Bonds Issued at Par or Face Value
Bonds will be issued at par or face value if the stated interest rate equals the prevailing rate for similar investments at the issue date. Because bonds can be issued on an interest date or between interest dates, both cases will be discussed.
Bonds Issued on an Interest Date
If bonds are issued at par or face value on an interest date, the entry is straightforward: Cash is debited, and Bonds Payable is credited for the total dollar amount of the bond issue.
For example, assume that on January 2, 2020, the Valenzuela Corporation issues $100,000, 5-year term bonds with a stated interest rate of 12%. The bonds pay interest every January 2 and July 1. The bonds were issued to yield 12%, which is another way of saying that they were issued at par, and thus the company received the full $100,000. The journal entry to record this bond issue is:
The Valenzuela Corporation is required to make semiannual interest payments of $6,000 or $100,000 x 6%. The entry on July 1, 2020, is:
The next interest payment is due on January 2, 2021. The corporation’s year-end is December 31, and the firm must make an adjusting entry to record interest expense for the six-month period, July 1 to December 31. This adjusting entry and the entry to record the subsequent payment are:
In this case, the interest accrual is for the entire 6-month period, because the last interest payment was on July 1. If the year-end were other than December 31, the interest accrual would be (or less than six months.
Bonds Issued at Par between Interest Dates
Bonds are often issued between interest dates. When this occurs, the investors pay the issuing corporation for the interest that has accrued since the last interest date. This is because the investors receive the entire six months’ interest on the next interest payment date, regardless of how long they held the bonds. This procedure has definite record-keeping advantages for the issuer, whether or not the bonds are registered.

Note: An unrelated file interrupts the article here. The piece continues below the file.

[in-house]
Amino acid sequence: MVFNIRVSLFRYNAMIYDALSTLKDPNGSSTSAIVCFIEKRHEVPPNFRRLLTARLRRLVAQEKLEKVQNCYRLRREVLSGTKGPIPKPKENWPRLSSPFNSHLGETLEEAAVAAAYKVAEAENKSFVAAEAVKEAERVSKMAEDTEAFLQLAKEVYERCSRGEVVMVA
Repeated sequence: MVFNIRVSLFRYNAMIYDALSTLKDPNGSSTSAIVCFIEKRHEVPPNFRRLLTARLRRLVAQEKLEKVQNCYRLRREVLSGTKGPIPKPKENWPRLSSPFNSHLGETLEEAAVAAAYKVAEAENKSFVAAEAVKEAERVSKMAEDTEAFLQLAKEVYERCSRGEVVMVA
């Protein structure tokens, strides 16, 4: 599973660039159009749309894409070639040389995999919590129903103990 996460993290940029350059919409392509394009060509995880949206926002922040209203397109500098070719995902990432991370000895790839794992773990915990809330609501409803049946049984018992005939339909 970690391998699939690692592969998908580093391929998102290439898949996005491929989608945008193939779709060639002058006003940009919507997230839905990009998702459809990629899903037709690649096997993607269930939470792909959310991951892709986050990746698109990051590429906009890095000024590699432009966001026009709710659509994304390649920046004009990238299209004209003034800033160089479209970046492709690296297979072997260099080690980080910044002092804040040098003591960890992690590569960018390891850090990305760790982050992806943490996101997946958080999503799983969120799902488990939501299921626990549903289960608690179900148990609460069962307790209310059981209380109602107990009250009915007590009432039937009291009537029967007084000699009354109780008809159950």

If the bonds are registered, the corporation does not have to maintain records of when each of the particular bonds in the bond issue was purchased or to compute individual partial interest payments. Interest on unregistered or coupon bonds is paid by authorized banks upon presentation of the coupon. Banks, however, will not-honor a partial coupon. These problems are alleviated by the fact that the accrued interest is collected from the investors when the bonds are sold, thus allowing the corporation to pay all of the investors the full six months’ interest.
For example, now assume that the Valenzuela Corporation issues $100,000, 5-year, 12% bonds on March 2020. bonds, dated January 2, 2020, pay interest semiannually on January 2 and July 1. In this situation, the investor must pay the Valenzuela Corporation for 2 months of accrued interest (from January 2 to February 28), or $2,000 ($100,000 x .06 x 2/6 = $2,000). The entry to record this transaction is:
Several points should be emphasized about this entry. Bonds Payable is always credited for the face amount of the issue, and so the accrued interest element must be accounted for separately. This is done by crediting Interest Payable for the two months of accrued interest, or $2,000. Interest Payable is credited because these funds will be repaid on the next interest date. Cash is debited for the entire proceeds. When the next interest payment is made on July 1, the following entry is recorded:
In this entry, Cash is credited for $6,000, Interest Payable is debited for $2,000, and Interest Expense is debited for $4,000. The result is that there is a zero balance in the Interest Payable account and a $4,000 balance in the Interest Expense account. This $4,000 balance represents the actual interest expense that the Valenzuela Corporation incurred from March I, 2020 to July 1, 2020 ($100,000 x .06 x 4/6). These relationships are illustrated in the diagram below and in the relevant T accounts.